Elektra Assassin by Frank Miller and Bill Sienkiewicz

This "graphic novel" was originally an eight issue mini-series published by Epic (Marvel's mature reader imprint) back in 1986. At the time I thought it was merely "good" but on later re-readings I think it is revolutionary in terms of the artwork of Bill Sienkiewicz. Sienkiewicz started his career as one of many artists imitating Neal Adams art style and evolved into a truly unique artist doing comics in an impressionistic style. This series was his breakout for that style.


Elecktra was introduced in Frank Miller's Daredevil run. When this series was announced, we were all excited to see what would happen to her after Miller left the series - she was in particularly strange state. As the series got closer to release, we discovered this story would take place in the past, before Elektra re-entered Daredevil's life. How strange! But it was actually much more interesting without being tied down to Matt Murdock.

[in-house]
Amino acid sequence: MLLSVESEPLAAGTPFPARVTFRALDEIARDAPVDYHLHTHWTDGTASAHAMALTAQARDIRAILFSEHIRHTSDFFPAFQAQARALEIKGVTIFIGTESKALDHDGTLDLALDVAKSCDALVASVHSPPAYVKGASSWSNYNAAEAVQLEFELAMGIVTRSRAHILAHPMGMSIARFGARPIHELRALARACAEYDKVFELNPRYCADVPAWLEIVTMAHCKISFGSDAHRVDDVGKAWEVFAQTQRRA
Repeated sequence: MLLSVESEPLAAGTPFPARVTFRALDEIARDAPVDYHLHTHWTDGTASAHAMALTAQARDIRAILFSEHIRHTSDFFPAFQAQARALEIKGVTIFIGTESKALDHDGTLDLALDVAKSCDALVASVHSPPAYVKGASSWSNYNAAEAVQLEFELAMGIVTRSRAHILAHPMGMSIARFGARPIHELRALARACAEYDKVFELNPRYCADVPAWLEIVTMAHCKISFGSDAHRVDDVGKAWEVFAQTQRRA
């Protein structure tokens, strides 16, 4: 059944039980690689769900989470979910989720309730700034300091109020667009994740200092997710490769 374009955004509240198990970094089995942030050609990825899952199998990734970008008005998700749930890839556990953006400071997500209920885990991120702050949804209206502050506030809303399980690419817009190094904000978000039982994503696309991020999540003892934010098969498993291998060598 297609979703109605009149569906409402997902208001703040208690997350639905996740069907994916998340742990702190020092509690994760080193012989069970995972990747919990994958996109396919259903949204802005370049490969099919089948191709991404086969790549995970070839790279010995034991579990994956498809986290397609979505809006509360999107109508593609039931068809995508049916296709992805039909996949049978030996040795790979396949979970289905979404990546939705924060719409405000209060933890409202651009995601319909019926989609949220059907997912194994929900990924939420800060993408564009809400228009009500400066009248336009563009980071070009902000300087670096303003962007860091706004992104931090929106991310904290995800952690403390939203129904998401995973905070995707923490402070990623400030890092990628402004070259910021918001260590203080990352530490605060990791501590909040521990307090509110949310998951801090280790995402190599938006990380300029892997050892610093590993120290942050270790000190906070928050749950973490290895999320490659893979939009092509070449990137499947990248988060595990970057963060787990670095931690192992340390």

Elektra and John Garrett

The first issue is very hallucinogenic, where Elektra is trapped inside a mental hospital. I found this very confusing the first time, on subsequent re-reads it was more clear how she came to be there. It is unique in that the entire narration in this issue is from Elektra herself. In issue 2, this continues until the best supporting character ever comes, along, S.H.I.E.L.D. agent John Garrett, who is the Six Million Dollar Man times 100 with an addiction to alcohol. Then after issue 2, the point of view is entirely Garrett. As if to say that Elektra is such a superhuman force of nature, she's best seen through the eyes of someone else.